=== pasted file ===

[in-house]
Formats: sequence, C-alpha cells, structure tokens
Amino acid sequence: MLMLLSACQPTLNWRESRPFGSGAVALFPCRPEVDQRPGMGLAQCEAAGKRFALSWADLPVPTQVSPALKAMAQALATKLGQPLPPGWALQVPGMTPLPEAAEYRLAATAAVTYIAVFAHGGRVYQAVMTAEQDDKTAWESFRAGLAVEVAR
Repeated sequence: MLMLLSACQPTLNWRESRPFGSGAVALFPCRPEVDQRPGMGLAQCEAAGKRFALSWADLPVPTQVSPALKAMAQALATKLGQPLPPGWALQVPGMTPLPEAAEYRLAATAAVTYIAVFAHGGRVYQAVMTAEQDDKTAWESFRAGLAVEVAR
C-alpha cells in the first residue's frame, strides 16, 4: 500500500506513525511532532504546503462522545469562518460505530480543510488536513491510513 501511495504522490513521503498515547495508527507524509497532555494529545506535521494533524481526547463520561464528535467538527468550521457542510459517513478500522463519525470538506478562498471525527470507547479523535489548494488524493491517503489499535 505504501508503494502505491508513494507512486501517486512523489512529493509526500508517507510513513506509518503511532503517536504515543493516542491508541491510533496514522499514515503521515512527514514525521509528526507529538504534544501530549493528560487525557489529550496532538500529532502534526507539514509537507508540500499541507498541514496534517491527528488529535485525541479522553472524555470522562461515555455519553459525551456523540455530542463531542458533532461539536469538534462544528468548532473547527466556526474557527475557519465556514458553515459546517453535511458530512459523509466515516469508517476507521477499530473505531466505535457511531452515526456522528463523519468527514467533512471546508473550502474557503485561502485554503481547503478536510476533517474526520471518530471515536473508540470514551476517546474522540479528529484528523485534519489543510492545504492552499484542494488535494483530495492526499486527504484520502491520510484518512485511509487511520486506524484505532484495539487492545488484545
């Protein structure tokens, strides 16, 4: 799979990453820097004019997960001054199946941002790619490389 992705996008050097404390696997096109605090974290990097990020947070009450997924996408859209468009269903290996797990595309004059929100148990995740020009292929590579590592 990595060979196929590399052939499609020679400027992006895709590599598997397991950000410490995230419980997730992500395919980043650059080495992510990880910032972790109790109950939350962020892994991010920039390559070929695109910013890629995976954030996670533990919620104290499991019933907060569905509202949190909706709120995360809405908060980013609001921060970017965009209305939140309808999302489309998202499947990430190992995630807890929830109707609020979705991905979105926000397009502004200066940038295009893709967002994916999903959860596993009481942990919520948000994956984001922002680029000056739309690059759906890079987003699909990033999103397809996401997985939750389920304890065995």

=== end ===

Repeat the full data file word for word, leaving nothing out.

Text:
[in-house]
Formats: sequence, C-alpha cells, structure tokens
Amino acid sequence: MLMLLSACQPTLNWRESRPFGSGAVALFPCRPEVDQRPGMGLAQCEAAGKRFALSWADLPVPTQVSPALKAMAQALATKLGQPLPPGWALQVPGMTPLPEAAEYRLAATAAVTYIAVFAHGGRVYQAVMTAEQDDKTAWESFRAGLAVEVAR
Repeated sequence: MLMLLSACQPTLNWRESRPFGSGAVALFPCRPEVDQRPGMGLAQCEAAGKRFALSWADLPVPTQVSPALKAMAQALATKLGQPLPPGWALQVPGMTPLPEAAEYRLAATAAVTYIAVFAHGGRVYQAVMTAEQDDKTAWESFRAGLAVEVAR
C-alpha cells in the first residue's frame, strides 16, 4: 500500500506513525511532532504546503462522545469562518460505530480543510488536513491510513 501511495504522490513521503498515547495508527507524509497532555494529545506535521494533524481526547463520561464528535467538527468550521457542510459517513478500522463519525470538506478562498471525527470507547479523535489548494488524493491517503489499535 505504501508503494502505491508513494507512486501517486512523489512529493509526500508517507510513513506509518503511532503517536504515543493516542491508541491510533496514522499514515503521515512527514514525521509528526507529538504534544501530549493528560487525557489529550496532538500529532502534526507539514509537507508540500499541507498541514496534517491527528488529535485525541479522553472524555470522562461515555455519553459525551456523540455530542463531542458533532461539536469538534462544528468548532473547527466556526474557527475557519465556514458553515459546517453535511458530512459523509466515516469508517476507521477499530473505531466505535457511531452515526456522528463523519468527514467533512471546508473550502474557503485561502485554503481547503478536510476533517474526520471518530471515536473508540470514551476517546474522540479528529484528523485534519489543510492545504492552499484542494488535494483530495492526499486527504484520502491520510484518512485511509487511520486506524484505532484495539487492545488484545
């Protein structure tokens, strides 16, 4: 799979990453820097004019997960001054199946941002790619490389 992705996008050097404390696997096109605090974290990097990020947070009450997924996408859209468009269903290996797990595309004059929100148990995740020009292929590579590592 990595060979196929590399052939499609020679400027992006895709590599598997397991950000410490995230419980997730992500395919980043650059080495992510990880910032972790109790109950939350962020892994991010920039390559070929695109910013890629995976954030996670533990919620104290499991019933907060569905509202949190909706709120995360809405908060980013609001921060970017965009209305939140309808999302489309998202499947990430190992995630807890929830109707609020979705991905979105926000397009502004200066940038295009893709967002994916999903959860596993009481942990919520948000994956984001922002680029000056739309690059759906890079987003699909990033999103397809996401997985939750389920304890065995």